October 16 1908/2008
Dimock - Hunters are more numerous in the woods than game.
Lynn - Apples are bringing only 60 cents per hundred, hardly worthwhile to pick them. Potatoes are worth 65 cents a bushel, and still the potato is better than the apple crop. Why don't they bring a price in proportion?
Starrucca - Angus Smith, aged 91 years, one of the early pioneers of Susquehanna Co., died at his home in Starrucca on Tuesday. He was a large manufacturer of wood acid for many years, but has been retired for some years.
Brooklyn - F. B. Jewett drove his span of grays with a carriage containing five grown persons, from Brooklyn to Foster [Hop Bottom] station, a distance of about 4 1/2 miles one day last week, in 23 minutes and let them walk up both grades and met the early train for Scranton just as it was drawing into the station. AND Ira Johnson, who is proprietor of one of the school wagons that cart the children from the Watrous district to Brooklyn, met with an accident one morning last week. He had been to Brooklyn with the children and returned to A. J. Smith's, where he was loading some apples to take to Hopbottom, when it is supposed that one of the horses kicked him. He was found unconscious beside the wagon, and remained so all day.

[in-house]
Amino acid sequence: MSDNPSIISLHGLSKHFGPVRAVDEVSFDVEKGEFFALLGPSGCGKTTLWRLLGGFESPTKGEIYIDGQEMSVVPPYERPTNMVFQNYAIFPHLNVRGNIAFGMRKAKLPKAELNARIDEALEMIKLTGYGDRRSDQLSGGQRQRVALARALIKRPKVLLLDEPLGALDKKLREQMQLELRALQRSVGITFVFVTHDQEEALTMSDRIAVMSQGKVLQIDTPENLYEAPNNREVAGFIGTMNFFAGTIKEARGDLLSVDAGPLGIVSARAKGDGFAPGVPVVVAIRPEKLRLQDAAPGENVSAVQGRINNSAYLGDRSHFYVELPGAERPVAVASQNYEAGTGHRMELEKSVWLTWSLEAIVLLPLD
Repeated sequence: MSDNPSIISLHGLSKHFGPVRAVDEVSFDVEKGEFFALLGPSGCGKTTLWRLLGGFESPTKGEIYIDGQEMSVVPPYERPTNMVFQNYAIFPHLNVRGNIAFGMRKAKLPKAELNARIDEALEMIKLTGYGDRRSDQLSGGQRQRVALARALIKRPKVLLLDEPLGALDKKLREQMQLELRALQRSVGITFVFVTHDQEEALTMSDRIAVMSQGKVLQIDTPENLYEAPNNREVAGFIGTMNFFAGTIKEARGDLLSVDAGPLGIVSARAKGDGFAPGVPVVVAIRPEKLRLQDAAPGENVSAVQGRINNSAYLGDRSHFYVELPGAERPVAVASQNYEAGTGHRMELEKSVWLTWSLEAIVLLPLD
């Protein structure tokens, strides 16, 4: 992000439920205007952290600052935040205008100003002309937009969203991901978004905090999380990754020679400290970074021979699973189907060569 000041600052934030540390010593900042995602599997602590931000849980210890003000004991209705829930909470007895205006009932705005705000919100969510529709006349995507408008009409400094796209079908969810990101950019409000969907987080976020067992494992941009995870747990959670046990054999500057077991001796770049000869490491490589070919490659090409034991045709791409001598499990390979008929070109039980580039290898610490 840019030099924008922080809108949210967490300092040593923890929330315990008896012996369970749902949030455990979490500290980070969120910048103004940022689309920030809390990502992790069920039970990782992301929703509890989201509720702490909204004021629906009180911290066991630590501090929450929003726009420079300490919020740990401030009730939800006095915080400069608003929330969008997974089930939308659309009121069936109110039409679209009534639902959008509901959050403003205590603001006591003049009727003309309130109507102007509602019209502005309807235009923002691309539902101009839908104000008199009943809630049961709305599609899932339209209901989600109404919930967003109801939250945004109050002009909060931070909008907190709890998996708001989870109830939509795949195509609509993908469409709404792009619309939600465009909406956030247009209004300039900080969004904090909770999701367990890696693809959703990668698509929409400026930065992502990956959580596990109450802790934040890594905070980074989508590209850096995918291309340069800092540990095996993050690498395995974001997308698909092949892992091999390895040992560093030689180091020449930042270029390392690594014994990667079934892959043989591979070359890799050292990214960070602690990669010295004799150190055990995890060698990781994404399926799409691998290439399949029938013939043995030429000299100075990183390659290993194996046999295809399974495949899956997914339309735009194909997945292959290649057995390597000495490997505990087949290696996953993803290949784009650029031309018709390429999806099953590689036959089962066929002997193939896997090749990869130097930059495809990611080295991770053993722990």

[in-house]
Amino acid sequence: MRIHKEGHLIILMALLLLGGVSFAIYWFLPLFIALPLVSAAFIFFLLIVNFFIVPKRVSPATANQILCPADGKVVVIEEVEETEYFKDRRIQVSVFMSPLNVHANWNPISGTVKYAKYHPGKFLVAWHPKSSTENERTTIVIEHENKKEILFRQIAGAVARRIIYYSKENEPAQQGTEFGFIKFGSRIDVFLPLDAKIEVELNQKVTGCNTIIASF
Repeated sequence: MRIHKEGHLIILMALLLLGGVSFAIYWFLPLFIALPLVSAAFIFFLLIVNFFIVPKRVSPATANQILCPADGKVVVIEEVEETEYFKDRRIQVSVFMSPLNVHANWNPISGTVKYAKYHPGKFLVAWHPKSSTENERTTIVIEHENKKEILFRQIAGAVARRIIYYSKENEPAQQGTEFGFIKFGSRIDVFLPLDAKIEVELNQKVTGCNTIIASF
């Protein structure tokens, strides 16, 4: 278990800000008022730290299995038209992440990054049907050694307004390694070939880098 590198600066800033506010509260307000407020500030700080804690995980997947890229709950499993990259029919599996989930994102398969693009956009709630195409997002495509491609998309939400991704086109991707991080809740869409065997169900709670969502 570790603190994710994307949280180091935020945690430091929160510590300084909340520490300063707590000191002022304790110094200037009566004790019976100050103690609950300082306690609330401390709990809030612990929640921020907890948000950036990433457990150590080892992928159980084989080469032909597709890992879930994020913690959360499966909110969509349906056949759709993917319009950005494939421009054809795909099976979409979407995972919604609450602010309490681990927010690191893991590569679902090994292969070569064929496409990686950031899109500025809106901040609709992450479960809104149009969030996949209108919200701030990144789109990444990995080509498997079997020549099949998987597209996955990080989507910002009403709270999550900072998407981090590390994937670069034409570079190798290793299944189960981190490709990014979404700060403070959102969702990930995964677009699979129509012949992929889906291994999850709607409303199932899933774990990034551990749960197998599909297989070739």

Montrose - D. V. Gardner's cigar store, pool and billiard rooms are now heated by steam from a thoroughly modern plant installed by J. J. Ryan & Co. "Dave's" new quarters are second to none outside of the larger cities. AND Take in Washburn's big sensation at the colonial next Monday night. Fine moving pictures and interesting vaudeville will entertain you. The show that has delighted thousands of people. Don't miss it.
North Jackson - Through the kindness of Judson Savory the Epworth League Junior Band enjoyed a straw ride to Jackson and were royally entertained at the M. E. parsonage by Rev. and Mrs. Transue. About 25 young people made up the company.
Hallstead - Charles Connor has completed a fine map of the borough, which will be used to perfect a fire alarm system for the use of the fire department.
Great Bend - A very pretty autumn wedding was solemnized at St. Lawrence church, Wednesday morning, October 7th at 10 o'clock. Rev. Father Mack performed the ceremony, which made Margaret R. Dolan, of Brookdale, the bride of Leo. Walsh, of Silver Lake. The bride was handsomely attired in white lansdown trimmed with all over silk lace and wore a white picture hat and carried a white prayer book. The brides maid was Miss Catherine Dolan, sister of the bride, who also wore cream-colored lansdown with lace trimmings, and wore a hat to match. The groom was attended by his brother, John Joseph Walsh, and both wore the conventional suit of black. Immediately after the ceremony a wedding breakfast was served at the home of the bride. The bride was the recipient of many beautiful and costly presents.
Elk Lake - James Cokely will have a public sale at his farm 1 mile west of Elk Lake, Tuesday, Oct. 17, of stock, tools, and last but not least a good dog.
Flynn - The Baldwin School is closed on account of Spotted fever existing on the premises of Leroy Edwards in that district.